Even the World Health Organization, which is tasked by the United Nations with directing international responses to epidemics, acknowledges the detrimental impact these policies have had on public health systems. "In health, SAPs affect both the supply of health services (by insisting on cuts in health spending) and the demand for health services (by reducing household income, thus leaving people with less money for health)," states the organization. "Studies have shown that SAPs policies have slowed down improvements in, or worsened, the health status of people in countries implementing them. The results reported include worse nutritional status of children, increased incidence of infectious diseases, and higher infant and maternal mortality rates."
A "Highly Vulnerable" World
Medical responders have criticized the international community for failing to aggressively address the crisis. In a press statement issued in late August, Brice de le Vingne, Doctors Without Borders director of operations, slammed western states for their isolationist policies towards the epidemic: "Self-protection is occupying the entire focus of states that have the expertise and resources to make a dramatic difference in the affected countries. They can do more, so why don’t they?"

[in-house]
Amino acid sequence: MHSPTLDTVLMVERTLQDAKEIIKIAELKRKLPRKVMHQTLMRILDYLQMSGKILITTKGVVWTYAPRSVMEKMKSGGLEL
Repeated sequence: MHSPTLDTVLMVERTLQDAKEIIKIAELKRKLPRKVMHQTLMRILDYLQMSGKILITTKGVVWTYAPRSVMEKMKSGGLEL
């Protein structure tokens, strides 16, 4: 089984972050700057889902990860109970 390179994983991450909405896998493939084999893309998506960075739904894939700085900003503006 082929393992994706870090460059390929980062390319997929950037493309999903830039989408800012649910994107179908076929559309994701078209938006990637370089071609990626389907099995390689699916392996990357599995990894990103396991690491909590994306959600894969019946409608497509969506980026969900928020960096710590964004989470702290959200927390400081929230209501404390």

The WHO has recently suffered severe budget cuts that have left it weakened, under-staffed, and incapable of adequately responding to the international emergency. "There’s no doubt we’ve not been as quick and as powerful as we might have been," Dr. Marie-Paule Kieny, a WHO assistant director general, told the New York Times in an article examining the cuts.